This contemporary reprint of Aldous Huxley’s seminal novel Brave New World (1932) also includes an important follow-up essay, Revisited, written in 1958. Huxley, a master of dark satire, wrote of a society controlled not by fear (as in Orwell’s 1984), but by pleasure: an intended utopia gone disturbingly wrong. This novel is often held as a prime example of “negative utopia,” a term used by Huxley, differentiated from more obvious dystopic settings by its parody of optimist utopian novels.

Miller, Frank. Batman: the Dark Knight Returns. New York: DC Comics, 1996.

A revisionist story based upon an iconic American hero, this graphic novel, originally published in serialized comic book form, influenced an entire generation of comic creators. The presentation of Gotham City as an even more crime dominated reality causes readers to wonder if comics were ever as innocent as they once seemed. Frank Miller’s gritty writing style matches his unforgiving art, creating a world where even the supposed heroes seem caught in a dark machine.

Orwell, George. Nineteen Eighty-Four. New York: Harcourt Brace, 1949.

Often the novel most mentioned in relation to the term “dystopia,” Nineteen Eighty-Four tells the story of a man caught in an amazingly repressive society dominated by a totalitarian government. Constantly referenced in popular culture, this novel introduced the terms “Big Brother” and “doublespeak,” as well as the use of “Orwellian” as a description for many related concepts. For many, this book linked the idea of dystopia to totalitarianism, though it’s a more multifaceted concept.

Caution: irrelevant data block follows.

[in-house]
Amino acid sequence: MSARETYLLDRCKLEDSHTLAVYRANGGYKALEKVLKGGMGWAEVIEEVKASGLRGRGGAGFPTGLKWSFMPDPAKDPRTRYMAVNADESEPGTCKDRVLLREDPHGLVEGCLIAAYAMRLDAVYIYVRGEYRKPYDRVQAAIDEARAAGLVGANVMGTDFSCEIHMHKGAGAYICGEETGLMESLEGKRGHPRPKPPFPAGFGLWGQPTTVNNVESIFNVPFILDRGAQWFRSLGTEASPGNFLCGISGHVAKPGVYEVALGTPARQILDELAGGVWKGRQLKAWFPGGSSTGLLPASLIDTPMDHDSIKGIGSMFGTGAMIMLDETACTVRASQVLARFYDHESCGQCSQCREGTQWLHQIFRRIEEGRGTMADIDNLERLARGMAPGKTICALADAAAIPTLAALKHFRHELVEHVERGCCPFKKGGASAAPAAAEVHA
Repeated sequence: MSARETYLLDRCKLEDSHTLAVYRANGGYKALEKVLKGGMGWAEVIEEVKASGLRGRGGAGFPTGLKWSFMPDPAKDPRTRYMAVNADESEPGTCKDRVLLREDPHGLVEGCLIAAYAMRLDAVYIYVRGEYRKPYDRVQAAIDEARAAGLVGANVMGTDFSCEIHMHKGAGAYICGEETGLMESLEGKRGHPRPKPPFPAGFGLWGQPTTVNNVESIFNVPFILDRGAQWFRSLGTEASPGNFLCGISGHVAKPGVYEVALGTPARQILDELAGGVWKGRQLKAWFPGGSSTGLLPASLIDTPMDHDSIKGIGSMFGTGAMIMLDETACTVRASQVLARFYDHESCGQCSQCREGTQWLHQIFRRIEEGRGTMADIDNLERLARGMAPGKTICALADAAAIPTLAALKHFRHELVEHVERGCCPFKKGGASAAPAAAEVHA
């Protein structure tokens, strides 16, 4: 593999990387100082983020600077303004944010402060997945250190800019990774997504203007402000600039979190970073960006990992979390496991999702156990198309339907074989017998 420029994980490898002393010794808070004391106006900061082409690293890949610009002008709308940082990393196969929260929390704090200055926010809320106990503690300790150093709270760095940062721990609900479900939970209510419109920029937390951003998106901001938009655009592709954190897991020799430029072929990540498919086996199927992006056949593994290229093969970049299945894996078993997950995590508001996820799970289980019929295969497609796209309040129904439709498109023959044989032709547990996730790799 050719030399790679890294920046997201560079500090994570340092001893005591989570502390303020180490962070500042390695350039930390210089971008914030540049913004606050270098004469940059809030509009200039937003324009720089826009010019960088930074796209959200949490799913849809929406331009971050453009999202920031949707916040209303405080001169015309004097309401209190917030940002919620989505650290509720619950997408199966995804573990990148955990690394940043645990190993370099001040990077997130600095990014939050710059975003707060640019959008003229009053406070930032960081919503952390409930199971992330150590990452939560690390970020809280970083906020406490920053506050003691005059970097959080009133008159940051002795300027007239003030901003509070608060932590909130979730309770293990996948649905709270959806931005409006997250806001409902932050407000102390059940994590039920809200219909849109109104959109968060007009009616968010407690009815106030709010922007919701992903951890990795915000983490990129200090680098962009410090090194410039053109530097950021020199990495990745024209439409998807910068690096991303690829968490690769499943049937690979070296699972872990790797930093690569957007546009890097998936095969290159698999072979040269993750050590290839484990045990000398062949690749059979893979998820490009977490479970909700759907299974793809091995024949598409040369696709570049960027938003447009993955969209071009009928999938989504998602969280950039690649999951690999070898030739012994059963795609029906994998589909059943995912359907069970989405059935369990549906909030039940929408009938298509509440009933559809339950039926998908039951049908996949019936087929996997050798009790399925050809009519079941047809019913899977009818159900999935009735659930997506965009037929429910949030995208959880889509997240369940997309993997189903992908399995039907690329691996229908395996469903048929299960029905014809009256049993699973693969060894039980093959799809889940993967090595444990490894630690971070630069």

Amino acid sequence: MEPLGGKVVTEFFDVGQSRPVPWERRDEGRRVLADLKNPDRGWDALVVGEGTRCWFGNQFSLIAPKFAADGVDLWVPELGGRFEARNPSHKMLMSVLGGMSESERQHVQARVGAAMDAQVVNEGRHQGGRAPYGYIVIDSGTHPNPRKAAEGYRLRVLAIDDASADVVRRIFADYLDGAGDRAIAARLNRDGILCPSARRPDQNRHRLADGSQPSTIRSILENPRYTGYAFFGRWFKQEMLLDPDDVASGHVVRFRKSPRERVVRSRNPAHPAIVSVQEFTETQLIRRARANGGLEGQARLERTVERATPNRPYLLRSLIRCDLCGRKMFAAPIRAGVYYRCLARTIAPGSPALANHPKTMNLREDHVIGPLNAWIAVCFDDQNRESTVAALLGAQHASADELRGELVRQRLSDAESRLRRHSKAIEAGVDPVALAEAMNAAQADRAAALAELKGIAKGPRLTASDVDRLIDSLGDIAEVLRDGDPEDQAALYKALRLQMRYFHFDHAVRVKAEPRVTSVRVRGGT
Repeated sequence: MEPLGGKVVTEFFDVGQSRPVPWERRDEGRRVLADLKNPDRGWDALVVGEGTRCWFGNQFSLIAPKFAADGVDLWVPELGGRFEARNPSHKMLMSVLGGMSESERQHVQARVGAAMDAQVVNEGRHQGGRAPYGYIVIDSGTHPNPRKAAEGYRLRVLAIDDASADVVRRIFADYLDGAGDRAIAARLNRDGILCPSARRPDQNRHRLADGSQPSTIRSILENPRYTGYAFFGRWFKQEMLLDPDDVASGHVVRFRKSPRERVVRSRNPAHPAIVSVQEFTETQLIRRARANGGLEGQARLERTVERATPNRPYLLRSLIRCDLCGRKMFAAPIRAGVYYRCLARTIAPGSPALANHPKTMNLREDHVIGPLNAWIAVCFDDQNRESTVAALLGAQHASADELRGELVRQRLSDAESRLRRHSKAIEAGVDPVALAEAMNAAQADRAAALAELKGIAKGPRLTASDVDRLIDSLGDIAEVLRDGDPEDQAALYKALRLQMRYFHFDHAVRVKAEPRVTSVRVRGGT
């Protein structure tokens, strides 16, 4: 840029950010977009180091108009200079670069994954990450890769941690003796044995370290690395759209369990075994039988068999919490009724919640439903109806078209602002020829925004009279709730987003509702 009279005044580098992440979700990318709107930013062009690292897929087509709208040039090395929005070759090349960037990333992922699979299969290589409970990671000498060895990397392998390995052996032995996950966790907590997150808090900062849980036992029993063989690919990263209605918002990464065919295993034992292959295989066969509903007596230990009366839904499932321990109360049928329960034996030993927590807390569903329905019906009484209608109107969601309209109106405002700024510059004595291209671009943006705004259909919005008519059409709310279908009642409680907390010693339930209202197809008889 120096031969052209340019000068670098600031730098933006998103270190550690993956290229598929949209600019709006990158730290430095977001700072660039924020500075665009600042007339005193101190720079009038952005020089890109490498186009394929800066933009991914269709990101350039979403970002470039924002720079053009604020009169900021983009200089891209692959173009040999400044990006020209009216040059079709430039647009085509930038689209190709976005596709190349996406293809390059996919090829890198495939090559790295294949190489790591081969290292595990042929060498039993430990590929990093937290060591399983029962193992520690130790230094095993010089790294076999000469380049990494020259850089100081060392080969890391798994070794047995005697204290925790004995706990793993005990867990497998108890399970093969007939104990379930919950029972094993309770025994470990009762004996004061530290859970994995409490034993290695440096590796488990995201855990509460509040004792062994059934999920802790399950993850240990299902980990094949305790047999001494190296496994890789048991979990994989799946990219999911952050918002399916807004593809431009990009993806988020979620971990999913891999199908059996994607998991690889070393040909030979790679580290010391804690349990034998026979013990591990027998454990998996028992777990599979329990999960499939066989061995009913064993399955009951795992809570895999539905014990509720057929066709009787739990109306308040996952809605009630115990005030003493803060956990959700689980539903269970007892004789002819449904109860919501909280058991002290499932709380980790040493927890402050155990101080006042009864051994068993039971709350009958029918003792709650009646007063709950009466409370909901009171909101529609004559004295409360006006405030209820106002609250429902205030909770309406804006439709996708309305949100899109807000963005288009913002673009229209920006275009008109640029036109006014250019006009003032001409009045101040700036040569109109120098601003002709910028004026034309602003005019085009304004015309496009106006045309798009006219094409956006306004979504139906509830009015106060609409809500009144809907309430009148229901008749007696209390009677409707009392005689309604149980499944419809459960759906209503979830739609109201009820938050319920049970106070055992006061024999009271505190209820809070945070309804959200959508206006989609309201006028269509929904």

Pleasantville. Dir. Gary Ross. Perf. Tobey Maguire, Reese Witherspoon, William H. Macy. DVD. New Line Home Video, 1998.

One of the more interesting investigations of utopian and dystopic situations, Pleasantville invites the viewer into a seemingly wonderful 50’s sitcom world, which is then followed to its disturbing conclusions. While one of the few stories that actually has a happy ending, perhaps because of its commercial film production and distribution, its examinations of personal repression are accessible to a wide audience, making it an ideal introduction to critique of utopian suburban ideals.

Shelley, Mary W. THE LAST MAN. London: Henry Colburn, 1826.

One of the earliest examples of modern dystopic literature, The Last Man was actually written 43 years before the first recorded mention of the term “dystopia.” The story, originally published as a three novel set, is also an excellent example of apocalyptic fiction and an introduction to the common science fiction plot of an extreme world-wide plague with an eventual lone survivor. This book asks if lack of any other human contact is also dystopic.

Sterling, Bruce, ed. Mirrorshades: The Cyberpunk Anthology. New York: Arbor House Pub Co, 1989.

While perhaps not as evenly enjoyable as some collections by the individual authors featured, Mirrorshades does include an excellent essay by editor Bruce Sterling on the sci-fi subgenre of Cyberpunk, which is often linked with dystopic fiction, since it presents post-industrial worlds where excessive technology never solves the problems of mankind. This book is a great introduction to important authors such as William Gibson and Pat Cadigan, though it does not include a few others such as Neal Stephenson, whose Snowcrash was published in 1992.